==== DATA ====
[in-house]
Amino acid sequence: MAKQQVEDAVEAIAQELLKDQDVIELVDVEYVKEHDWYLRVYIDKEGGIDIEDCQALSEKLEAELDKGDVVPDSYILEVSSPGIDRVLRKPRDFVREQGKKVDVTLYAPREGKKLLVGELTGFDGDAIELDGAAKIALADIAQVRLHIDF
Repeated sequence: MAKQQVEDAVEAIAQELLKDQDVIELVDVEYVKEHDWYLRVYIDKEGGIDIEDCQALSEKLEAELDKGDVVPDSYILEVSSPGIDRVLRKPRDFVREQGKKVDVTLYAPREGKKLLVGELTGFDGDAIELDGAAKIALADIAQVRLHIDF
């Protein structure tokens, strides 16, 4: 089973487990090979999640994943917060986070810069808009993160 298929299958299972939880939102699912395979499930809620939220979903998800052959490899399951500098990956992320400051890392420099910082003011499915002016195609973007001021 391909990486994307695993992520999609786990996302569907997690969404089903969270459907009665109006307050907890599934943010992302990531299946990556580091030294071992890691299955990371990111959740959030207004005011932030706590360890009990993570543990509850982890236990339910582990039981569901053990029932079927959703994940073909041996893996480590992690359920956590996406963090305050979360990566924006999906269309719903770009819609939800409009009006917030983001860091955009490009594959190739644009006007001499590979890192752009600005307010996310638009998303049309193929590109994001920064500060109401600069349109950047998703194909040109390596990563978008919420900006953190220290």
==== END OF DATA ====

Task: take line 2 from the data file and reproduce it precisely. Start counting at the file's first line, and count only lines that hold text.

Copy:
Amino acid sequence: MAKQQVEDAVEAIAQELLKDQDVIELVDVEYVKEHDWYLRVYIDKEGGIDIEDCQALSEKLEAELDKGDVVPDSYILEVSSPGIDRVLRKPRDFVREQGKKVDVTLYAPREGKKLLVGELTGFDGDAIELDGAAKIALADIAQVRLHIDF